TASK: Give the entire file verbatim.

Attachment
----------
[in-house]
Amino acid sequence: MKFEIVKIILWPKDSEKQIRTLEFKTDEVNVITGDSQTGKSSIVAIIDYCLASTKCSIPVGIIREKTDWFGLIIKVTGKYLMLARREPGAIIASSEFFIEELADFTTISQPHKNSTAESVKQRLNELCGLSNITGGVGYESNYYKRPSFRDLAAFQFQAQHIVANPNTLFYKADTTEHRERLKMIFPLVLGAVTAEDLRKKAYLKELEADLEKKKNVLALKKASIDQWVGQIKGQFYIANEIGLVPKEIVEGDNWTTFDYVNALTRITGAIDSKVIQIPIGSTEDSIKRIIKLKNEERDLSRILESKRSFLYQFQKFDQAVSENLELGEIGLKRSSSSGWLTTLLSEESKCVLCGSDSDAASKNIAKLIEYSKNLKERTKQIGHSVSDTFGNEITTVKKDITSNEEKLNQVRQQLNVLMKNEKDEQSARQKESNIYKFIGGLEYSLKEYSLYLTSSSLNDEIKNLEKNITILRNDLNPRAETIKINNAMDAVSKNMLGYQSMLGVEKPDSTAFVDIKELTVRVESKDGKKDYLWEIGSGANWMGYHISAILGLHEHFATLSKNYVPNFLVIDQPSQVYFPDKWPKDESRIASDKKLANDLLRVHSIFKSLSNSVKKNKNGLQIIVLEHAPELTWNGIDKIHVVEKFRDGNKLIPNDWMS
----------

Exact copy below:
[in-house]
Amino acid sequence: MKFEIVKIILWPKDSEKQIRTLEFKTDEVNVITGDSQTGKSSIVAIIDYCLASTKCSIPVGIIREKTDWFGLIIKVTGKYLMLARREPGAIIASSEFFIEELADFTTISQPHKNSTAESVKQRLNELCGLSNITGGVGYESNYYKRPSFRDLAAFQFQAQHIVANPNTLFYKADTTEHRERLKMIFPLVLGAVTAEDLRKKAYLKELEADLEKKKNVLALKKASIDQWVGQIKGQFYIANEIGLVPKEIVEGDNWTTFDYVNALTRITGAIDSKVIQIPIGSTEDSIKRIIKLKNEERDLSRILESKRSFLYQFQKFDQAVSENLELGEIGLKRSSSSGWLTTLLSEESKCVLCGSDSDAASKNIAKLIEYSKNLKERTKQIGHSVSDTFGNEITTVKKDITSNEEKLNQVRQQLNVLMKNEKDEQSARQKESNIYKFIGGLEYSLKEYSLYLTSSSLNDEIKNLEKNITILRNDLNPRAETIKINNAMDAVSKNMLGYQSMLGVEKPDSTAFVDIKELTVRVESKDGKKDYLWEIGSGANWMGYHISAILGLHEHFATLSKNYVPNFLVIDQPSQVYFPDKWPKDESRIASDKKLANDLLRVHSIFKSLSNSVKKNKNGLQIIVLEHAPELTWNGIDKIHVVEKFRDGNKLIPNDWMS